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by Staff Writer / Pittsburgh Penguins

What a storyline: Canadian boy plays his first game against a fabled team from his home country. He has a one shot to beat the squad he grew up rooting for and the franchise which drafted his father.

It’s the last chance of the overtime shootout with the game’s balance resting on his shoulders.

He skates down the ice, dekes to his left, brings the puck to the right and backhands a shot into the net.

Goal. Game Over.

Sounds like Hollywood, right?

Try Pittsburgh.

Welcome to The Crosby Show.

And the 16,254 on hand Thursday night at Mellon Area got to see it with their own eyes.

That Canadian boy is Sidney Crosby. And, when he scored in the overtime shootout to give the Pittsburgh Penguins a dramatic 3-2 win over the Montreal Canadiens, the deafening roar emanating from Western Pennsylvania probably could have been heard all the way in Crosby’s hometown of Cole Harbour, Nova Scotia.

“It’s amazing. It’s kind of hard to believe,” said an exasperated Crosby. “It’s something that just happened. It’s fun. That’s the fun part of hockey. I am having a great time playing in this league. I feel fortunate to get the opportunity to get a shot like that. I got lucky; there wasn’t much pressure to tie it or stay in it. I had the chance to win it. It was a nice feeling.”

To do it against the Montreal Canadiens made it even more special. The franchise drafted Crosby’s father, Troy, in 1984. He was at Mellon Arena to witness his son’s thrilling goal first-hand along with other family members.

“It’s pretty amazing to do it against them and to get a big two points here,” Crosby said. “It feels pretty nice.”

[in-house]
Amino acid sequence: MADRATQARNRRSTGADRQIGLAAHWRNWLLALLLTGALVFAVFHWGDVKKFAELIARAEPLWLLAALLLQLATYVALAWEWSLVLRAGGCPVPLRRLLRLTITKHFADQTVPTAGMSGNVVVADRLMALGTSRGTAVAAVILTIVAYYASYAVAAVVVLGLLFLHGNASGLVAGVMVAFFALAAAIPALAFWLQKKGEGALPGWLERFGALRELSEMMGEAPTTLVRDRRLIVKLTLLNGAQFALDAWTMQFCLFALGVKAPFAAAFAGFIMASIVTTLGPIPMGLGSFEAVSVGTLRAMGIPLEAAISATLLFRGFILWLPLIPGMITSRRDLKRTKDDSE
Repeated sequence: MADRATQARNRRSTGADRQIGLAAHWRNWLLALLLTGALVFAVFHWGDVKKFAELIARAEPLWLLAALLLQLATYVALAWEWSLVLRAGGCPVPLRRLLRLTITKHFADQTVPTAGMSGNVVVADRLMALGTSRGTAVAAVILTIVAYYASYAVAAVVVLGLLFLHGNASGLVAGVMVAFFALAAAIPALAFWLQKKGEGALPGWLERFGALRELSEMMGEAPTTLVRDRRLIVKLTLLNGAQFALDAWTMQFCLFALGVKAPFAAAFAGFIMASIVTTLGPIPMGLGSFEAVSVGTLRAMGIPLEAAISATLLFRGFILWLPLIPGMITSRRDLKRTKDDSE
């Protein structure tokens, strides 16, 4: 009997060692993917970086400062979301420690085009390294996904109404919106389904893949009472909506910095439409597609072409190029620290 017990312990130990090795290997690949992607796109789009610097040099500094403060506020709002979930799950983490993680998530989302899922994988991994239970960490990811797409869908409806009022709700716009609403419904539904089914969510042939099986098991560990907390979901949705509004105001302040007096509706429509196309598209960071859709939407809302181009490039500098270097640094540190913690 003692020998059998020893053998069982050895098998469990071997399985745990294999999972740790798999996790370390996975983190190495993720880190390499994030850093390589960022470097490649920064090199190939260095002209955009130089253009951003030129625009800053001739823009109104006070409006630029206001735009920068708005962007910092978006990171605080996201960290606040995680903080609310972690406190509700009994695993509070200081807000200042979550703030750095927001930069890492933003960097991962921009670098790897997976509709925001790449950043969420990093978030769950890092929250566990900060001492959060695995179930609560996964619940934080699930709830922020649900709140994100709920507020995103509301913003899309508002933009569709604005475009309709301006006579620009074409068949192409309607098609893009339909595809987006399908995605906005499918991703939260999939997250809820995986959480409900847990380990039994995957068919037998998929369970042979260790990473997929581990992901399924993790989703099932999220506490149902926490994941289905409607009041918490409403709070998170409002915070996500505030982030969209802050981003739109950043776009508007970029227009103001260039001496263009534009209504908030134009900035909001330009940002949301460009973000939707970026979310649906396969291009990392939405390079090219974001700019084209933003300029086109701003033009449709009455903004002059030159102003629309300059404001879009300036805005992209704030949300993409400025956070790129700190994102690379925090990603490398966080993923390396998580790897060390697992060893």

Well, that exciting moment wasn’t all Crosby had up his sleeve Thursday. He scored the Penguins’ first goal in the opening period. His attempted pass to Ziggy Palffy on the far post deflected of a Montreal defender and slid into the net for a power-play tally. It was the super rookie’s sixth goal of the year. Only 18, Crosby leads all NHL rookies with 20 points.

“He’s quite amazing,” said Penguins center Mario Lemieux, a Hall of Famer known for creating breathtaking moments of his own. “I have said it many times – some of the things he does on the ice are amazing. He showed it again [Thursday] night. He put on a great move and won the game.”

While his NHL career has just begun, the shootout goal left an indelible mark in Crosby’s mind.

“I would say scoring your first goal is a special feeling. To get this one is pretty incredible, too,” he said. “Montreal was my favorite team growing up. I feel pretty lucky.”

When both teams tied 2-2 at the end of overtime, the game went to a shootout. Crosby was surprised he was listed as Pittsburgh's third – and last – shooter. Mark Recchi and Lemieux went ahead of him and Montreal goalie Jose Thedore turned away both.

“Coach didn’t say anything [about the order], so I didn’t know until [public address speaker John Barbero] announced it,” Crosby said. “I just tried to watch Reccs and Mario go and tried to study what [Theodore] was doing a little bit and shoot from there.”

Pittsburgh goalie Jocelyn Thibault stopped all three Montreal shooters – Michael Ryder, Alex Kovalev and Alexander Perezhogin. That set up Crosby, who ended the game with a goal. He copied Recchi’s attempt, but turned the puck over to his backhand at the last second and lifted it into the goal. The puck slammed against the top netting and sent one of Theodore’s water bottles flying. The crowd went berserk.

“I saw Reccs come down and fake the shot and then go to [the left] side. I thought that [Theodore] was going to slide over to the right,” Crosby said. “So, I tried to do the same thing. Instead of shooting it the second time, I tried to bring it back. I did and it worked.

“I was just trying to get him to bite. I saw him bite on Recchi’s shot. I saw him go to that side. I thought he’d probably do the same thing if I was doing the same thing. It was pretty exciting.”

Thibault had no doubt Crosby was going to score the game-ending goal.

“It was a perfect situation. It seems in a situation like that, they always score,” Thibault said. “I knew we were going to win. I face him in practice every day and I know he’s a good player. There’s not much Jose could have done on that shot.”

Crosby fed off the crowd’s electric atmosphere.

“That gave us the energy we needed in the shootout,” he said. “It was deafening. You couldn’t think pretty much when you were shooting or when Thibault was making a great save.

“It was a fun time.”


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